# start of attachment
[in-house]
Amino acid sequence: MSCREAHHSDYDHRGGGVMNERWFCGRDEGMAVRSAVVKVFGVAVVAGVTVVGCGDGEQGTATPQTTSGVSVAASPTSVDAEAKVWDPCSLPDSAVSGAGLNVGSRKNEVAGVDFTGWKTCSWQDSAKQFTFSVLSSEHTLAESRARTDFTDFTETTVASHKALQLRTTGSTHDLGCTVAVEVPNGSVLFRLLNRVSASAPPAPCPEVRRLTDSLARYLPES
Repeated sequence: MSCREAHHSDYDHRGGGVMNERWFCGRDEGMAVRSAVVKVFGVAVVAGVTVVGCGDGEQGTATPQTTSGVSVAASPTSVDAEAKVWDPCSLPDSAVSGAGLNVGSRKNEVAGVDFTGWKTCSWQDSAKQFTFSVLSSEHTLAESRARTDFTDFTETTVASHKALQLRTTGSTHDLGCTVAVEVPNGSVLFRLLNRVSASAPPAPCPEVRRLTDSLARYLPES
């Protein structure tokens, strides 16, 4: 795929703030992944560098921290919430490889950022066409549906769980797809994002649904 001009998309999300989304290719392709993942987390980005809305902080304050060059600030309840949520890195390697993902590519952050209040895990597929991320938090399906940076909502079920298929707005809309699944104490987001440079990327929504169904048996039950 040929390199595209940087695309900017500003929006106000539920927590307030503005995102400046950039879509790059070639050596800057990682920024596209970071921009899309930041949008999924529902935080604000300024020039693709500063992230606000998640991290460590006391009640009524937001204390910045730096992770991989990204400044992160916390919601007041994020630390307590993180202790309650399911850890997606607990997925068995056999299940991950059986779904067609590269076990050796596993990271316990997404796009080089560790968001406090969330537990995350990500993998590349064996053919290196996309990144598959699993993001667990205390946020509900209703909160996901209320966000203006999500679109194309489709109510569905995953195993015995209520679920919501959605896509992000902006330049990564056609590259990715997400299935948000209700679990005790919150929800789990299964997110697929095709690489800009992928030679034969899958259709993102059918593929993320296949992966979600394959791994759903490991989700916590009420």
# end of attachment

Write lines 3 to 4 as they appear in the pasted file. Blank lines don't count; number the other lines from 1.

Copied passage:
Repeated sequence: MSCREAHHSDYDHRGGGVMNERWFCGRDEGMAVRSAVVKVFGVAVVAGVTVVGCGDGEQGTATPQTTSGVSVAASPTSVDAEAKVWDPCSLPDSAVSGAGLNVGSRKNEVAGVDFTGWKTCSWQDSAKQFTFSVLSSEHTLAESRARTDFTDFTETTVASHKALQLRTTGSTHDLGCTVAVEVPNGSVLFRLLNRVSASAPPAPCPEVRRLTDSLARYLPES
């Protein structure tokens, strides 16, 4: 795929703030992944560098921290919430490889950022066409549906769980797809994002649904 001009998309999300989304290719392709993942987390980005809305902080304050060059600030309840949520890195390697993902590519952050209040895990597929991320938090399906940076909502079920298929707005809309699944104490987001440079990327929504169904048996039950 040929390199595209940087695309900017500003929006106000539920927590307030503005995102400046950039879509790059070639050596800057990682920024596209970071921009899309930041949008999924529902935080604000300024020039693709500063992230606000998640991290460590006391009640009524937001204390910045730096992770991989990204400044992160916390919601007041994020630390307590993180202790309650399911850890997606607990997925068995056999299940991950059986779904067609590269076990050796596993990271316990997404796009080089560790968001406090969330537990995350990500993998590349064996053919290196996309990144598959699993993001667990205390946020509900209703909160996901209320966000203006999500679109194309489709109510569905995953195993015995209520679920919501959605896509992000902006330049990564056609590259990715997400299935948000209700679990005790919150929800789990299964997110697929095709690489800009992928030679034969899958259709993102059918593929993320296949992966979600394959791994759903490991989700916590009420």